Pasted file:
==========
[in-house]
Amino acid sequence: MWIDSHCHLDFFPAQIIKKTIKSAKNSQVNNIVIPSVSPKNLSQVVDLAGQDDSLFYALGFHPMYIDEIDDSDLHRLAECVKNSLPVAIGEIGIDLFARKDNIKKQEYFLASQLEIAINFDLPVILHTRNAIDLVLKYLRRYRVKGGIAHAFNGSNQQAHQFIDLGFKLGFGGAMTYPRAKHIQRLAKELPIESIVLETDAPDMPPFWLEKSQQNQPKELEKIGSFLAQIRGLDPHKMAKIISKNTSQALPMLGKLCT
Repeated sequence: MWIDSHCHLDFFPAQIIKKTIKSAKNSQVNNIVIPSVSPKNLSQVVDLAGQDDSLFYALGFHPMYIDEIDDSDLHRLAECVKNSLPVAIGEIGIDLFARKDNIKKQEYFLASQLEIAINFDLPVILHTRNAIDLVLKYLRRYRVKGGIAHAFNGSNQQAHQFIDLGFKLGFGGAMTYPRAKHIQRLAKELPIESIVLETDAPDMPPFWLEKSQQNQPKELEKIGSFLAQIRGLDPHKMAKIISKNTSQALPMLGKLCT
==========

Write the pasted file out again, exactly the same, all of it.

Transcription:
[in-house]
Amino acid sequence: MWIDSHCHLDFFPAQIIKKTIKSAKNSQVNNIVIPSVSPKNLSQVVDLAGQDDSLFYALGFHPMYIDEIDDSDLHRLAECVKNSLPVAIGEIGIDLFARKDNIKKQEYFLASQLEIAINFDLPVILHTRNAIDLVLKYLRRYRVKGGIAHAFNGSNQQAHQFIDLGFKLGFGGAMTYPRAKHIQRLAKELPIESIVLETDAPDMPPFWLEKSQQNQPKELEKIGSFLAQIRGLDPHKMAKIISKNTSQALPMLGKLCT
Repeated sequence: MWIDSHCHLDFFPAQIIKKTIKSAKNSQVNNIVIPSVSPKNLSQVVDLAGQDDSLFYALGFHPMYIDEIDDSDLHRLAECVKNSLPVAIGEIGIDLFARKDNIKKQEYFLASQLEIAINFDLPVILHTRNAIDLVLKYLRRYRVKGGIAHAFNGSNQQAHQFIDLGFKLGFGGAMTYPRAKHIQRLAKELPIESIVLETDAPDMPPFWLEKSQQNQPKELEKIGSFLAQIRGLDPHKMAKIISKNTSQALPMLGKLCT